If you are summoned for jury duty in Lancaster County, PA, the court sends you a summons in the mail with a juror number and date to appear in court. The summons instructs you to complete the form included and return it. You can request religious exemption at this time but you should not assume it to be granted. Pennsylvania may summon you as often as every three years, if you serve, and at any time, if you were exempted from your last summons.

Pennsylvania law only grants two legal exemptions and "religious" is not one of them. one is for military personnel and the other is for individuals upon which jury duty would caused undue hardship. The court determines what "undo hardship" is! An example is a doctor's written excuse for maternal leave which may qualify sisters for exemption by "undue hardship". One of our sisters shared that while her group was going through pre-qualification; an older man raised his hand and informed the judge that he can't hear well. The judge asked him if he could lip read and when he answered "yes" he was told that he would serve.

Jurors are requested to call a phone number the night before their court appearance. It appears that each week a fixed number of jurors are summoned even though the actual number needed is determined by the trials scheduled for the week of summons. Jurors are summoned sequentially starting with the lowest number. When you call into the system, you may be dismissed if your number is higher than the amount of jurors needed that week.

If you are called to appear, you need to pass through security at the courthouse entrance. This experience is similar to airport security. Cell phones, laptops and books can be used in waiting rooms. People wearing jeans are required to return in proper attire and courtroom policy requires electronic devices be turned off, no gum chewing, no newspapers or books.

Your next stop will be the bailiff's desk. You will be given a form to fill out and asked to submit it to the officer when entering the designated courtroom. The form is "Juror Information Questionnaire". This form is available for anyone interested in reading it. You might be intimidated when they put a nametag on you that reads "Juror" because you're thinking to yourself, "But I'm not a juror"!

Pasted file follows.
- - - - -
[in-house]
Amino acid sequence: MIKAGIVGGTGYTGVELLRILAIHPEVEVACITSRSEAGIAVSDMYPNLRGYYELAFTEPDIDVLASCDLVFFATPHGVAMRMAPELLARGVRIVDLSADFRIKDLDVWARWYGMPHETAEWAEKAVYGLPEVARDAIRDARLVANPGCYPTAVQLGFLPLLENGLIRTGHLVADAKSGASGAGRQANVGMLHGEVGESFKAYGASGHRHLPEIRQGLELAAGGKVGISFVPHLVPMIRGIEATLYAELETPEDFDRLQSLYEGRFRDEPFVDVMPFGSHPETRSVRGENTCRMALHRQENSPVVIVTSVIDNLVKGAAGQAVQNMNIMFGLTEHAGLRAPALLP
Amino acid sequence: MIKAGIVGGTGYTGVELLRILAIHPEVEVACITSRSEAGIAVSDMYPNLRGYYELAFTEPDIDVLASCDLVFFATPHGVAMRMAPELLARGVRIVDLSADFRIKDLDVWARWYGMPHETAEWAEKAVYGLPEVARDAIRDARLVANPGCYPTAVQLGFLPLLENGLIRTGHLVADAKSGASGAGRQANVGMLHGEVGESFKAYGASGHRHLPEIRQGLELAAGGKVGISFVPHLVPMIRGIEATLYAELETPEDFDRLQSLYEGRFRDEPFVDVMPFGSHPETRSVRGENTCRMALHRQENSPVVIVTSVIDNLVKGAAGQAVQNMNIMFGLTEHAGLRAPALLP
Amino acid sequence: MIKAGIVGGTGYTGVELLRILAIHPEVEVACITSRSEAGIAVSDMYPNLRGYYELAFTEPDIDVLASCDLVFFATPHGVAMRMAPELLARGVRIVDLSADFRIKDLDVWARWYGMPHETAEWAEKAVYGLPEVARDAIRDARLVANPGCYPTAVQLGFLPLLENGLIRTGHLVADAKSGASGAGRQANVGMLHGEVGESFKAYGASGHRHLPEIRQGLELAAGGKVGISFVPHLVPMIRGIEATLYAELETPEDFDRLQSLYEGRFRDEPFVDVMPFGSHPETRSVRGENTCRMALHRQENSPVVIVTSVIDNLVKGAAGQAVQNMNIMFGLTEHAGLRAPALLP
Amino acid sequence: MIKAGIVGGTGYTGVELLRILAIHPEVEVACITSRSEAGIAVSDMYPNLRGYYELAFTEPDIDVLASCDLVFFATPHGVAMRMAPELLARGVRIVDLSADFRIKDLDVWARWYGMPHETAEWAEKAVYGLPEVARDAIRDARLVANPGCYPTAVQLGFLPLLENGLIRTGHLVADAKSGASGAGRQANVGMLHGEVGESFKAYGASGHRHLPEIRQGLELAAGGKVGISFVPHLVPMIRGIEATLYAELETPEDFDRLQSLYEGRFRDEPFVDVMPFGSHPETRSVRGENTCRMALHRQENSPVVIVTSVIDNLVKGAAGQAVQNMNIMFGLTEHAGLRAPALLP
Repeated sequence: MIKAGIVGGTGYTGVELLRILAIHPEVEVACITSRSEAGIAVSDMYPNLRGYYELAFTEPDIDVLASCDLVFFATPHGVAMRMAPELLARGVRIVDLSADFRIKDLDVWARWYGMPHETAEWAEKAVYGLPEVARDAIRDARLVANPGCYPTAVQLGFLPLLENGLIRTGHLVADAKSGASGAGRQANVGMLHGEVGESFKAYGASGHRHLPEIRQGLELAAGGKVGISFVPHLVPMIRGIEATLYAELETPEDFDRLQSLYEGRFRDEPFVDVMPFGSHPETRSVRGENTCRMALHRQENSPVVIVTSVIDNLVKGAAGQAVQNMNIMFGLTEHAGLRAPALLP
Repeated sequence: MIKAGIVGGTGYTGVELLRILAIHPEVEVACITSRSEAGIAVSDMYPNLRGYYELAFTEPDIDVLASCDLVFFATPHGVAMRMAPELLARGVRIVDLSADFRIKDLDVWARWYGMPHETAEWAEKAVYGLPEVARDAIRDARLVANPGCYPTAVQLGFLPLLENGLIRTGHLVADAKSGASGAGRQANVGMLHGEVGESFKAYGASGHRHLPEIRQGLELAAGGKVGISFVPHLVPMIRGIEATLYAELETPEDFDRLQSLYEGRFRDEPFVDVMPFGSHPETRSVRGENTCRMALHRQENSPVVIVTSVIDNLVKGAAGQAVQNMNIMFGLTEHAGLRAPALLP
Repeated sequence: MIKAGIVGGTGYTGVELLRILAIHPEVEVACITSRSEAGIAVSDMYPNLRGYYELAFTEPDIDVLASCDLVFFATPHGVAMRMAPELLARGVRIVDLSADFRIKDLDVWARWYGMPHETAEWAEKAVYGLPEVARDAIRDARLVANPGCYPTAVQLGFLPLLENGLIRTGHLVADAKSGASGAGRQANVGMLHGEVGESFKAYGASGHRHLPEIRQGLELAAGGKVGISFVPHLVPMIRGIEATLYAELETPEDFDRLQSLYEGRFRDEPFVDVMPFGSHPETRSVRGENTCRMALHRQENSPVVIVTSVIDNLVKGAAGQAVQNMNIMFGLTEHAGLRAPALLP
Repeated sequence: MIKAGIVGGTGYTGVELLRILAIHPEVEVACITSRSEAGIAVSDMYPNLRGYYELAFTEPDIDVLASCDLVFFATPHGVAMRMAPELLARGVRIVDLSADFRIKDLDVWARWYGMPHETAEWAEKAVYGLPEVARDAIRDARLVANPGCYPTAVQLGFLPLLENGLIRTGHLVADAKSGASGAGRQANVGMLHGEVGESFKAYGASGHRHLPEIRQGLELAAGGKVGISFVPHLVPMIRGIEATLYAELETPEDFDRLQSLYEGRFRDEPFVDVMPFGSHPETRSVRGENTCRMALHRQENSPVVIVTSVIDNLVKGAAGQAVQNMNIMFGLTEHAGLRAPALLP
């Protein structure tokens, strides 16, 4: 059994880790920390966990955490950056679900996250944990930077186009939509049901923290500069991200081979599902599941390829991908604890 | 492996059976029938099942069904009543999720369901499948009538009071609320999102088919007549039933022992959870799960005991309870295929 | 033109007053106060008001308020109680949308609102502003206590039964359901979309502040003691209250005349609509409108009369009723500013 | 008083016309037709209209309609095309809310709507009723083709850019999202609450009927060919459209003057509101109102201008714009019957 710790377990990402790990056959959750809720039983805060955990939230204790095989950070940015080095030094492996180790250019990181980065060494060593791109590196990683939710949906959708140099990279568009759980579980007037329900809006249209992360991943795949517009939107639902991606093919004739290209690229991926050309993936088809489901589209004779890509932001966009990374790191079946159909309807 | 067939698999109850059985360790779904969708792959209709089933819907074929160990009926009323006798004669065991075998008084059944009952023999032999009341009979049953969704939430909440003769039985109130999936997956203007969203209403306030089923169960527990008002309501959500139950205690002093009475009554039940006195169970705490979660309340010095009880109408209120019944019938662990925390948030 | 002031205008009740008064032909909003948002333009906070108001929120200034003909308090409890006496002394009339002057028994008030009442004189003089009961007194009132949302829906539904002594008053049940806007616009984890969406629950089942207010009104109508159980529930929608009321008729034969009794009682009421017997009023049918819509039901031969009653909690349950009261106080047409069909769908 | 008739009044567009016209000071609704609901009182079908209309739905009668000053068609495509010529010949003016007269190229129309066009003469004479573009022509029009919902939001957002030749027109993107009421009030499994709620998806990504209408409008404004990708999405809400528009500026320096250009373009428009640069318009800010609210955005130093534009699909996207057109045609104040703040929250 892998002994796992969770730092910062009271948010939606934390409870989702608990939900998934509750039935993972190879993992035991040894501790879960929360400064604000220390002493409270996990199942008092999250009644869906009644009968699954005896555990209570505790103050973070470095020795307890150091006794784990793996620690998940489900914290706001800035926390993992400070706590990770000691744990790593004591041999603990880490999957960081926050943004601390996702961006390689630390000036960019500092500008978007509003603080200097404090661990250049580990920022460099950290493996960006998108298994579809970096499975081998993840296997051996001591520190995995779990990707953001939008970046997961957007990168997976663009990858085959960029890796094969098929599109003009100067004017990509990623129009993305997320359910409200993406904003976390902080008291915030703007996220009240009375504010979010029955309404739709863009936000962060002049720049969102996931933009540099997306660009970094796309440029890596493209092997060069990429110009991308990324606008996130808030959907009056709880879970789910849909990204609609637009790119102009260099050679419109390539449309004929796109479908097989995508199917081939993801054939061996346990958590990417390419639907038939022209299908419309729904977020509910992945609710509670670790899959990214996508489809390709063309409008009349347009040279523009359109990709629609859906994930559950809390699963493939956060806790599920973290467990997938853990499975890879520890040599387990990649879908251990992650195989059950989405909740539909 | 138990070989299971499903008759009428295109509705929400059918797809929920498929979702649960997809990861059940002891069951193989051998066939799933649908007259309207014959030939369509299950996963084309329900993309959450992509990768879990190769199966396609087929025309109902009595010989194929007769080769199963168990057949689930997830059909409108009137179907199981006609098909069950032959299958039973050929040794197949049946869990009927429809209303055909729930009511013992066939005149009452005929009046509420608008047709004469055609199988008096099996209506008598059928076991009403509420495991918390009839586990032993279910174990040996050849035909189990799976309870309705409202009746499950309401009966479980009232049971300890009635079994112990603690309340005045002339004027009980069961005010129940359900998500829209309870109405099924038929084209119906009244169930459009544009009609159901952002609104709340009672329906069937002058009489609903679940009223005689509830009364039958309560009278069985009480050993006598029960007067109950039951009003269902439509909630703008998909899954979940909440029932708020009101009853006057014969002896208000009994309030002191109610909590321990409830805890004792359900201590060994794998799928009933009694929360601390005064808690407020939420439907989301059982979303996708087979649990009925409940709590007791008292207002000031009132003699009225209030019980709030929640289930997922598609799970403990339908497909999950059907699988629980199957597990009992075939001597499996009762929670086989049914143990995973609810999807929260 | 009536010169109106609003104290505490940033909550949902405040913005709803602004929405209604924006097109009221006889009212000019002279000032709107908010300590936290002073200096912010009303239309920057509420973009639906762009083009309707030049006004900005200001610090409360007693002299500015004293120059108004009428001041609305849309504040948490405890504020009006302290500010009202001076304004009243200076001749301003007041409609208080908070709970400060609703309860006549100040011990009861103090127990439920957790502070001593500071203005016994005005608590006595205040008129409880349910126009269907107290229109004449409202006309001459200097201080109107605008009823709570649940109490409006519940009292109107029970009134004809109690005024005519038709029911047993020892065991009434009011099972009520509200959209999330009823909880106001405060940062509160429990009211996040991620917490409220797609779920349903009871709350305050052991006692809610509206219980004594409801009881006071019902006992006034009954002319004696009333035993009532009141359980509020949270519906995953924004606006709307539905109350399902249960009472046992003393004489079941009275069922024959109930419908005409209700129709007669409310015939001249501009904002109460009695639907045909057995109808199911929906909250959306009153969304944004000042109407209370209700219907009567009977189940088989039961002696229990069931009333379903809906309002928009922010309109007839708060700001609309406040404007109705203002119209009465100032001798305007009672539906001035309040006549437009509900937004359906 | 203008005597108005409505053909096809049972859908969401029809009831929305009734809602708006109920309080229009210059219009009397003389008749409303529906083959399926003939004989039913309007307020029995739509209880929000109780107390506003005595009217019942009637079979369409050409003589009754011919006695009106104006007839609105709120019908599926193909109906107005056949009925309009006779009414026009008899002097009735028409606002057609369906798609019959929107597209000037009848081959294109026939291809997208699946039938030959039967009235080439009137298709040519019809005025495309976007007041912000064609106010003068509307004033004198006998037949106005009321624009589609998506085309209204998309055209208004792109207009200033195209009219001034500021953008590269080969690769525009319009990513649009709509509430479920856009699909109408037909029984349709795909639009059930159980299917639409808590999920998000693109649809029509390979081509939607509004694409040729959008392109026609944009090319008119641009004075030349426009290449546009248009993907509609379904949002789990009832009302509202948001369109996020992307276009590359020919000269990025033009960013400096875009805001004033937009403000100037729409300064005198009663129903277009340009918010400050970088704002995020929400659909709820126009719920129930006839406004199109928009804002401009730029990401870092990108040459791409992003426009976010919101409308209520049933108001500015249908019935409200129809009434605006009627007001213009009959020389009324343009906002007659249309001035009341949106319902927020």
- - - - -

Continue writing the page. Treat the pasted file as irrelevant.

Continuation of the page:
The next step is orientation. If someone has accompanied you to the courthouse, at this point your partner must stay behind. All jurors are shown a film familiarizing them with how court is conducted, what the judge does, what the defense and prosecution lawyers do, who the defendant is, etc. After the film a judge comes and speaks to the group. The judge will present the trial schedule for your jury panel, i.e. the week of March 3, 2008, there were 130 criminal cases including 3 homicides. The size of a jury group may vary but will be around 240 people. If you feel inclined, you can share your testimony at this time. During the orientation an officer reviews the list of jurors failing to appear before the bailiff. If the court determines that more jurors appeared than are needed, they will dismiss the highest juror numbers when they return from orientation.

After orientation you will be called to the courtroom by smaller groups of about 20 for the process of Voir Dire examination. Voir Dire is the process of introducing you to a case and then selecting 12 jurors from your group to try the case. It is my opinion that this is the best time to offer your religious objections. Even after sharing your objections to serve, you will not be dismissed but will need to sit with the jurors the rest of the week. Some individuals have been selected to serve even after stating their position. If this happens you will need to share your testimony at the trial and will probably be rejected at that point and be replaced by someone chosen as alternate juror during your Voir Dire.

Don't wait for other Mennonites to ask for exemption! You will discover that some will not ask for exemption if you have been assigned a civil case. Others will even serve on some types of criminal cases.

May the Lord give us wisdom to do our part in checking evil by meeting the needs of men's souls rather than using the arm of force. We are called to do the former and the state is called to do the latter.